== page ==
Here number of 2’s will definitely be more than number of 5’s, hence number of trailing zeros will be same as number of 5’s.

Powers of 5 will occur at 5^{5}, 10^{10}, 15^{15} … 100^{100}

Multiples of 5

power at least 1 = 5 + 10 + 15 + … + 100 = 1050

additional power of 5 (i.e., power at least 2) = 25 + 50 + 75 + 100 = 250

Total number of 5s = 1050 + 250 = 1300

i.e., there will be 1300 trailing zeros in A.

Hence, 1300.

Workspace:

**PE 2 - Numbers | Algebra - Number Theory**

If x is a prime such that (x4 + 1) is also a prime, then how many values are possible for x.

- A.
0

- B.
1

- C.
2

- D.
more than 2 values

Answer: Option B

**Explanation** :

One of x and x^{4} + 1, will definitely be even and the other odd.

The only even prime number is 2. Hence, either x = 2 or x^{4} + 1 = 2

If x^{4} + 1 = 2 ⇒ x = 1 (not a prime number, hence rejected)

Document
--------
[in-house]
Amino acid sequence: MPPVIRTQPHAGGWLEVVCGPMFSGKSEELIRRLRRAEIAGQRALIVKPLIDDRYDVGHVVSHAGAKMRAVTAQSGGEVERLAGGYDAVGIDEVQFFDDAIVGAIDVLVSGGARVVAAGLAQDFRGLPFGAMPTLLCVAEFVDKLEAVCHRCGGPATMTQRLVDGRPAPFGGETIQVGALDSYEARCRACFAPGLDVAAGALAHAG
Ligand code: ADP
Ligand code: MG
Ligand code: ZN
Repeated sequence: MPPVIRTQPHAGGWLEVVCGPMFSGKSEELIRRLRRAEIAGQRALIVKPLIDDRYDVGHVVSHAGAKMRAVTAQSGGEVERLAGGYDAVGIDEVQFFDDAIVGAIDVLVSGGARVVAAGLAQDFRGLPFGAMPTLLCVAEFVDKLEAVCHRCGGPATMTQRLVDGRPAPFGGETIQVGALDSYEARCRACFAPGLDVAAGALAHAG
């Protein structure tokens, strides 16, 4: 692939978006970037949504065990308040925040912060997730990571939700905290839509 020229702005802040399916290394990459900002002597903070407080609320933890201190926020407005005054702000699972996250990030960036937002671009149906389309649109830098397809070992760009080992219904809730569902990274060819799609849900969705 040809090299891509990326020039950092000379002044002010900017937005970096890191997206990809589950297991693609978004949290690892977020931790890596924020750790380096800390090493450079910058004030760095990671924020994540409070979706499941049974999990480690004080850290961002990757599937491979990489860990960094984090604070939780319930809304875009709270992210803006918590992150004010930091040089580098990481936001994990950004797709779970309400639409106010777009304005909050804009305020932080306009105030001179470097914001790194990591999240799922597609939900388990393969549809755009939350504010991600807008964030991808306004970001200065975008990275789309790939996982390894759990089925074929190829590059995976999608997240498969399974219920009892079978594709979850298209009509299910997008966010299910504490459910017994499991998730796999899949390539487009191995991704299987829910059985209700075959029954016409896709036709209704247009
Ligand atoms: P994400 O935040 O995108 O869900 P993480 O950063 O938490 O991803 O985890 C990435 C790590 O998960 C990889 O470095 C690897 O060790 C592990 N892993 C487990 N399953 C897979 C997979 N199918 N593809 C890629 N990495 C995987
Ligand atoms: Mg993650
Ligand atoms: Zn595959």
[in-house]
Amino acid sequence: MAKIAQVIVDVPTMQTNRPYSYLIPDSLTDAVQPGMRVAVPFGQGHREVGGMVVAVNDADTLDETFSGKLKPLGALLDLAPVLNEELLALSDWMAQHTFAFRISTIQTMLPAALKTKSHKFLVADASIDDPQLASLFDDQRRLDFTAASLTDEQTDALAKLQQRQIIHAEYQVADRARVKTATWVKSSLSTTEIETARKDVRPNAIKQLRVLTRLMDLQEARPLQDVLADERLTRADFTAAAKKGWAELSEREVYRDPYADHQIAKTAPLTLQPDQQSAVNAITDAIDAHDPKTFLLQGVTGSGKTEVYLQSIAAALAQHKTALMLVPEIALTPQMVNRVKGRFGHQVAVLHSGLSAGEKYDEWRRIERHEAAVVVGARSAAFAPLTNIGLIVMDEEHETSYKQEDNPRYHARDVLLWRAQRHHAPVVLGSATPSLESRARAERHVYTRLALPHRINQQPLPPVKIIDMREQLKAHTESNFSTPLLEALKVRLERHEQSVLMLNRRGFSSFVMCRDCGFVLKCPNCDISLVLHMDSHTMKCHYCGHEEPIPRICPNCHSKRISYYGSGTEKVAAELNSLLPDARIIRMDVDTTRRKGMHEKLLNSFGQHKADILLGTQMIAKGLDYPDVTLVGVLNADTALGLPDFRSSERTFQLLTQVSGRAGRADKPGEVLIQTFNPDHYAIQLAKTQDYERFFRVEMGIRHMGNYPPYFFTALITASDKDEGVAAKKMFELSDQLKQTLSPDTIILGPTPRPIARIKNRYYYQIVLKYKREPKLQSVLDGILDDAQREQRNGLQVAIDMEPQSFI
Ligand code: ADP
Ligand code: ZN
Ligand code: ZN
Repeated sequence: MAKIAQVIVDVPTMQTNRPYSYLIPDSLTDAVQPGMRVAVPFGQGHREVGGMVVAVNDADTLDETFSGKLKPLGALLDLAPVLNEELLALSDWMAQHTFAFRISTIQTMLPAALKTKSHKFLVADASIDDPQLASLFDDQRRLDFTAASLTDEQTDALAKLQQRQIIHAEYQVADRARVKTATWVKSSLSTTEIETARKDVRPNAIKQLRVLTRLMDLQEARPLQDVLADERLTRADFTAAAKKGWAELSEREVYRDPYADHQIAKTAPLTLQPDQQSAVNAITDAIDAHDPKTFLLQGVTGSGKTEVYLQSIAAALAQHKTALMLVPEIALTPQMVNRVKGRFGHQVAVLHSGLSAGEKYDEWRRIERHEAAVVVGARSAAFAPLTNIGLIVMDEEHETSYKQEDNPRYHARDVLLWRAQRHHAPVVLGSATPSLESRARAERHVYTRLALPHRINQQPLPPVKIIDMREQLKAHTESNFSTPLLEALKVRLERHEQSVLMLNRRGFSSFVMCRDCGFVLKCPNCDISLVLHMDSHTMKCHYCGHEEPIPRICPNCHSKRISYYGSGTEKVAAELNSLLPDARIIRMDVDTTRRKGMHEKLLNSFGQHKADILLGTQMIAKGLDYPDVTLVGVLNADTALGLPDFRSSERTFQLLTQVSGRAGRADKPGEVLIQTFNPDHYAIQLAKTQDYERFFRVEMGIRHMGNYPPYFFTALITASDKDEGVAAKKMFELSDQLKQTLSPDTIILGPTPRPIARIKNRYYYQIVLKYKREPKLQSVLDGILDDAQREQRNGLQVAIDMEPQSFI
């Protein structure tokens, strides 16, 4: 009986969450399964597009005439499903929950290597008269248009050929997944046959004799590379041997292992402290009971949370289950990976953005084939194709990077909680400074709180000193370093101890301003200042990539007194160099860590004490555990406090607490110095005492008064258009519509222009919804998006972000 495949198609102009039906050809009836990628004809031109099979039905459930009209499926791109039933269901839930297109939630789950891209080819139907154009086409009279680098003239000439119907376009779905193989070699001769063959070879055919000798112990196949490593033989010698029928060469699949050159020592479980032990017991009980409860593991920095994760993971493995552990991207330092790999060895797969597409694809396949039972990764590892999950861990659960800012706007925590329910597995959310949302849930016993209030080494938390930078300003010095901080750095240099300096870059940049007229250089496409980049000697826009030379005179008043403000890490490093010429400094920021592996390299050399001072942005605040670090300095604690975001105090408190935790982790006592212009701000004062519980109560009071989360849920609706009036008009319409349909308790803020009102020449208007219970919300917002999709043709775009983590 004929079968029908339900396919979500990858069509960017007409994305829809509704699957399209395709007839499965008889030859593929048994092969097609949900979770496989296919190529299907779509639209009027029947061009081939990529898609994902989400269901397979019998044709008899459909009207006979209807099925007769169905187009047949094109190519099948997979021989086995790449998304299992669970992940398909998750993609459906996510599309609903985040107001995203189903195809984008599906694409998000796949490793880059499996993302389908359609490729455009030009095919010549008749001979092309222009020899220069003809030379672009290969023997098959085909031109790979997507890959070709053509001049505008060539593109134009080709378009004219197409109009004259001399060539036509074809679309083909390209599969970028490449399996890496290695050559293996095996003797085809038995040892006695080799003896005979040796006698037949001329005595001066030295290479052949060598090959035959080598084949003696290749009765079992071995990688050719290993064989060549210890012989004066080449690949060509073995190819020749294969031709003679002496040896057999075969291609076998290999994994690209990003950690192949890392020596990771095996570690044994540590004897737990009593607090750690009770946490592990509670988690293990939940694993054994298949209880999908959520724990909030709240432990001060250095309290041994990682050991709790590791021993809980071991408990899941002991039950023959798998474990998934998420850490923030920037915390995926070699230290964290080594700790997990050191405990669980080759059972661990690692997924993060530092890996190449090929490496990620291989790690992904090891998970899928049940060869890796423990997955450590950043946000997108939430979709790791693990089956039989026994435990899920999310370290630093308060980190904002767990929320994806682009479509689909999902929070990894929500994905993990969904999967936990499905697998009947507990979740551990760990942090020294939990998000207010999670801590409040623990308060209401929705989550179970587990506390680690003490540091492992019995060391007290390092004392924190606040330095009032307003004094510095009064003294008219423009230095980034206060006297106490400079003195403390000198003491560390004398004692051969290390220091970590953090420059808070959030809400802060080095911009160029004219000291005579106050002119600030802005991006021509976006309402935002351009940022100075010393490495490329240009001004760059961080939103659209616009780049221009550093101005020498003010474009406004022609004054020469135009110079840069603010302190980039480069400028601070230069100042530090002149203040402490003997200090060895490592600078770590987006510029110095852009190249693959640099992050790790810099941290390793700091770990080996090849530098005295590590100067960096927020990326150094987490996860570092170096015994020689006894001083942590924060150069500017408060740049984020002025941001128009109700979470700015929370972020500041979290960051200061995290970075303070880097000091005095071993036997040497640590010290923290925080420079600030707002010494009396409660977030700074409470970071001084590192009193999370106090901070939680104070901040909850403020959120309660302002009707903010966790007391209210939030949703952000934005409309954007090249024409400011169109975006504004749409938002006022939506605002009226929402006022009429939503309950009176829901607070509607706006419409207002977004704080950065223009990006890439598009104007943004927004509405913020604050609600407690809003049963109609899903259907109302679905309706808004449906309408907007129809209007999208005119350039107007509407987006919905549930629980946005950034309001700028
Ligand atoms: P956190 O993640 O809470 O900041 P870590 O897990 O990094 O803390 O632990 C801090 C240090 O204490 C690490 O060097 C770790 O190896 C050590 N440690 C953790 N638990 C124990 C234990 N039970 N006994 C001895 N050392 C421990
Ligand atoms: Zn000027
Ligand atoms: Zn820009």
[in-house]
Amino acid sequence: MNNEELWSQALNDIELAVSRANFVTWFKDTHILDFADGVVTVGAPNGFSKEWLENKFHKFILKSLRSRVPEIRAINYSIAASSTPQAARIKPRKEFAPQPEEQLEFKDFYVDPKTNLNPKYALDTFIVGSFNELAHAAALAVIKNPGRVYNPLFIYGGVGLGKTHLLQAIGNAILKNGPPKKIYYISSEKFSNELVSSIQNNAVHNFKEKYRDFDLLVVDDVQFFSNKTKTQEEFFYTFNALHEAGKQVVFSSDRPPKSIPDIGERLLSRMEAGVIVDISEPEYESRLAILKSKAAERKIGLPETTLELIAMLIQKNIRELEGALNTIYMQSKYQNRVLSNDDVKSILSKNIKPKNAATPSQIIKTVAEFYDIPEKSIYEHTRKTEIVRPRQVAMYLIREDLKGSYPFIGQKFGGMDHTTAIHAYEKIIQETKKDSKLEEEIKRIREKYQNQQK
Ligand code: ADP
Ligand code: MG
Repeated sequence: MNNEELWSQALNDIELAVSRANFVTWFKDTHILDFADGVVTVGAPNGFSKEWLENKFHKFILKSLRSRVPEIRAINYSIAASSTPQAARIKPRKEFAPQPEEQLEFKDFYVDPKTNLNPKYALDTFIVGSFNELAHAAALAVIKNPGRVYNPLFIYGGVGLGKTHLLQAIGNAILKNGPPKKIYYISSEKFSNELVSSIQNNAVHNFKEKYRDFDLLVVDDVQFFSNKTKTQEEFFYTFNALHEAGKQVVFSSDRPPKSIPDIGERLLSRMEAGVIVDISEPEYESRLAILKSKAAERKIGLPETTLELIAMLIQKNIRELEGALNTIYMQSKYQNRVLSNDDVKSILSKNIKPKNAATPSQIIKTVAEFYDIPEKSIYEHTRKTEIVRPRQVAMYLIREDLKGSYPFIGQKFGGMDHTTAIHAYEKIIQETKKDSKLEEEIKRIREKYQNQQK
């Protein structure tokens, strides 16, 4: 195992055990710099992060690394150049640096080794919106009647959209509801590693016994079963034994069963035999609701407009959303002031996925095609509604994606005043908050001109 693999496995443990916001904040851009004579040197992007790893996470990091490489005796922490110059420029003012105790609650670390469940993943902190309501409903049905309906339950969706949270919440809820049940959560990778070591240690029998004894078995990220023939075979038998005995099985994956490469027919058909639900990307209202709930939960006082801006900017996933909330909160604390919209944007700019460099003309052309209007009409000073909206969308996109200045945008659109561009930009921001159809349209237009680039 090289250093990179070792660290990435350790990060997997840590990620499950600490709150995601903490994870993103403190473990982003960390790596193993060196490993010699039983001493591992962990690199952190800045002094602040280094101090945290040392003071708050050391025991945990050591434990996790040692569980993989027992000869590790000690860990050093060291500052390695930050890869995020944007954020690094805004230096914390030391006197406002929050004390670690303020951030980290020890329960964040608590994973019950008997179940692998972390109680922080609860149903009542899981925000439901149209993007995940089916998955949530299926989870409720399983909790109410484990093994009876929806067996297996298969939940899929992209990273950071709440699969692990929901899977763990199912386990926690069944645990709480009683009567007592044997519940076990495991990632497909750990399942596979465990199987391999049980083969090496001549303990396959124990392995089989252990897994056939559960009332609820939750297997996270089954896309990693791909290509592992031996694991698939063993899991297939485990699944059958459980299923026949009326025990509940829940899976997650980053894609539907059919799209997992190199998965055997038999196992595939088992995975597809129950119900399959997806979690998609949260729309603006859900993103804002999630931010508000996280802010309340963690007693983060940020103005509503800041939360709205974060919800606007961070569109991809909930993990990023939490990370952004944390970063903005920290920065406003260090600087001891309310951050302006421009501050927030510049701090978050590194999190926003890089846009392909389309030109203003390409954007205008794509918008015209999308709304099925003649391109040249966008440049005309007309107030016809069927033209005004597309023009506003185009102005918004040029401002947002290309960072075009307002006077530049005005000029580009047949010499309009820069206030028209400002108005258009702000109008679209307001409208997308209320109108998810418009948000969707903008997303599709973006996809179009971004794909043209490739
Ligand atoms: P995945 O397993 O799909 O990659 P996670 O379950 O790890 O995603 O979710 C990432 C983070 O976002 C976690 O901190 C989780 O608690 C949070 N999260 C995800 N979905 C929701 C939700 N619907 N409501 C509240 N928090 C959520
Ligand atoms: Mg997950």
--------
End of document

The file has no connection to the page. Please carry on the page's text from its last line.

∴ x = 2 and x^{4} + 1 = 17.

Hence, option (b).

Workspace:

**PE 2 - Numbers | Algebra - Number Theory**

In how many ways can 14 be written as a product of two or more distinct integers, without considering two integers with the same absolute value but opposite signs?

Answer: 8

**Explanation** :

‘14’ as a product of 2 integers can be written as 1 × 14, 2 × 7, - 1 × -14, -2 × -7 i.e. 4 ways.

‘14’ as a product of 3 integers can be written as 1 × 2 × 7, -1 × -2 × 7, -1 × 2 × -7, 1 × -2 × -7 i.e. 4 ways.

∴ Total number of ways = 4 + 4 = 8.

Hence, 8.

Workspace:

**PE 2 - Numbers | Algebra - Number Theory**